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LONG TERM REPORT - Atsko Sno-Seal - Richard Lyon

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  • richardglyon
    Html version with photo will be posted to Tests folder shortly. Richard LONG TERM REPORT SNO-SEALĀ® ORIGINAL BEESWAX WATERPROOFING March 31, 2006 Richard Lyon
    Message 1 of 1 , Mar 31, 2006
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      Html version with photo will be posted to Tests folder shortly.
      Richard

      LONG TERM REPORT
      SNO-SEALĀ® ORIGINAL BEESWAX WATERPROOFING
      March 31, 2006
      Richard Lyon
      Personal Information and Backpacking Background: I've been
      backpacking for 45 years on and off, and regularly in the Rockies
      since 1986. I do a weeklong trip every summer, and often take three-
      day trips. I'm usually camping in alpine terrain, at altitudes 5000
      to 13000 ft (1500 - 4000 m). I prefer base camp backpacking, a long
      hike in with day trips from camp, but I do my share of forced
      marches too. Though always looking for ways to reduce weight, I'm
      not yet a lightweight hiker, and I usually choose an extra pound or
      two over foregoing camp conveniences I've come to expect.
      Male, 59 years old
      6' 4" (1.9 m) tall, 200 lb (91 kg)
      Dallas, Texas, USA
      rlyon AT gibsondunn DOT com
      PRODUCT DETAILS
      Manufacturer: Atsko, Inc.
      Provided in: 8 fl oz (237 ml) jar. Other available sizes and
      product variations are listed on Atsko's website,
      http://www.atsko.com/, and in my Initial Report.
      MSRP: USD 6.95
      Net weight of jar, per product label: 7 oz (200 g)
      Total weight of jar, as measured: 8 oz (227 g)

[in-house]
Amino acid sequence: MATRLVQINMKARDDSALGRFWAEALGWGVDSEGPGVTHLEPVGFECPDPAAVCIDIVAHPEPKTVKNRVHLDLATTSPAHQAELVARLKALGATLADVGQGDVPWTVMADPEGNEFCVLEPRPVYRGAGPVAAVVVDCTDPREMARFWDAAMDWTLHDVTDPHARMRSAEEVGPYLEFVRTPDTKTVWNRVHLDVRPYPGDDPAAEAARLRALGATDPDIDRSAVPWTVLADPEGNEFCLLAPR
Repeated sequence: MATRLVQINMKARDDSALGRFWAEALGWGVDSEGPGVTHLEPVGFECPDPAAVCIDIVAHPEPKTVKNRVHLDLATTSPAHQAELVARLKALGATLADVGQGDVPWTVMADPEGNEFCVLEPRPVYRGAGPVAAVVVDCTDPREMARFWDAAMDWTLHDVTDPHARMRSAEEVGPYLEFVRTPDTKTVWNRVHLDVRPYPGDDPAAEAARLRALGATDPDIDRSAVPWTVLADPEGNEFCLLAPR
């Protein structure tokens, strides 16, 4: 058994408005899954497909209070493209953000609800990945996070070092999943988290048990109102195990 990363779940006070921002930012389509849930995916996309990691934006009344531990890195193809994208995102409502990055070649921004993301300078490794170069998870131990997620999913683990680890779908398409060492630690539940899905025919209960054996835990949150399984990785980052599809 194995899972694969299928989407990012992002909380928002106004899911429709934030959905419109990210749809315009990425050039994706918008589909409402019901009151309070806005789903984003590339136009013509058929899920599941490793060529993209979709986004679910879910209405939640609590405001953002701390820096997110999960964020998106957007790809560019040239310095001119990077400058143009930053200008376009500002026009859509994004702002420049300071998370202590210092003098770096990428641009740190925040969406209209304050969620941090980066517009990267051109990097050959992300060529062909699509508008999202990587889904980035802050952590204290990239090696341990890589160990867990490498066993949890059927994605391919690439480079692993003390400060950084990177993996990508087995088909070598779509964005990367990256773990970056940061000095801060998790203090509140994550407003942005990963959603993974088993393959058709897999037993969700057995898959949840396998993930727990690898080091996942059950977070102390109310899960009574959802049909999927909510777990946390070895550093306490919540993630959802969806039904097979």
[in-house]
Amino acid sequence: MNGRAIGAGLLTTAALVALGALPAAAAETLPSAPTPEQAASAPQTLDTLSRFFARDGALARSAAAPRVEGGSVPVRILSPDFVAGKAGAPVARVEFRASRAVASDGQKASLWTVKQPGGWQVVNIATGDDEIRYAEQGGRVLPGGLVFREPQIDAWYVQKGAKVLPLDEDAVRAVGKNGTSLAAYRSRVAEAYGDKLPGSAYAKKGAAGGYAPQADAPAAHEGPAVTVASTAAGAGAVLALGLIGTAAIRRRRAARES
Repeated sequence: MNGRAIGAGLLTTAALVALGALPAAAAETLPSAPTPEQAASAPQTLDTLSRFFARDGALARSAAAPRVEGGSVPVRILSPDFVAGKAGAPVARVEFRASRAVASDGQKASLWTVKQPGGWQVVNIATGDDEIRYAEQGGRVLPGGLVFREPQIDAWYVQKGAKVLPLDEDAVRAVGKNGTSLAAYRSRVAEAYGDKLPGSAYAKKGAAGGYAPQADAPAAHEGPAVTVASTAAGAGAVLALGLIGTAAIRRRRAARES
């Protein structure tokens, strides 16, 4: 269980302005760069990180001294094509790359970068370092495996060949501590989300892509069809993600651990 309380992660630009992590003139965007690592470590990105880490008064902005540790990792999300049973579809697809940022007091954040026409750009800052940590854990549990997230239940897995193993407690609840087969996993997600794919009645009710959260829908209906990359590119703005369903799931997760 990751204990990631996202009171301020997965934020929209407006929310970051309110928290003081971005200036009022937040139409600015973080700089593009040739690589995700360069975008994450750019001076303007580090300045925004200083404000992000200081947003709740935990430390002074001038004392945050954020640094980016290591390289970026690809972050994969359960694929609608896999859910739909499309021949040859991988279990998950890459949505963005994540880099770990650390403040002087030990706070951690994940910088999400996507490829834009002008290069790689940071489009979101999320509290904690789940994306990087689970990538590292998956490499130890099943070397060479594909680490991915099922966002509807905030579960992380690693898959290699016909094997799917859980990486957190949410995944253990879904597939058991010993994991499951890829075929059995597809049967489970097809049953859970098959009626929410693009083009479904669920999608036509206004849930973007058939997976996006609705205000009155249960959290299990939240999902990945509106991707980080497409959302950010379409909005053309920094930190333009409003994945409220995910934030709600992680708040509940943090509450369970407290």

Contents: "Contains no silicone." The only ingredients actually
      mentioned are beeswax and "a solvent."
      Warranty: None found on website or container.
      Recommended uses (from Atsko's website and other promotional
      materials, with my one comment in brackets): All "split, sanded,
      suede [but see following paragraph], rough and recycled leather";
      specific products identified are boots, gloves, chaps, belts, hats,
      harnesses, saddles, and horse blankets. Oiled cotton clothing. As
      a wax finish for wood. "To fill stitching holes in tents." Horses'
      hooves. "Severely dry and abused skin."
      Atsko does say that Sno-Seal will provide necessary waterproofing
      for suede, but goes on "Not recommended for suede leather. If used
      on suede it will darken and flatten the nap, changing the
      appearance." As reported previously, Danner Boots, whose new suede-
      napped Light IIs I purchased last fall, recommends against Sno-Seal
      for the same reason.
      Additional information about how to apply Sno-Seal is included in my
      Initial Report.
      TEST RESULTS
      Further testing. Except for one instance noted in the second
      following paragraph, I have not applied additional Sno-Seal to any
      of my test items. That one re-application came after all reported
      test observations.
      Since filing my Field Report I have worn my ski "Sprint Pak" on two
      additional in-bounds ski days. No precipitation on either day, but
      the usual exposure to snow when I fell (at least once) and the grit
      and grime of ski lifts, and I had a leak in the water bottle carried
      inside the pack. Sno-Seal kept the leather panel completely dry,
      though the adjacent Cordura portions of the pack were wet or icy
      from the leak. As before, there were no water or salt stains on the
      leather panel.
      One Friday evening I placed my normal weekend footgear, two pairs of
      Timberland shoes that I had earlier treated with Sno-Seal, in a
      bathtub and then filled the tub with water up to the cuffs of the
      lower-cut shoes. When I inspected the shoes next morning the inside
      of all four was completely dry. Later I had the chance to test Sno-
      Seal on these shoes in the real world. North Texas's long drought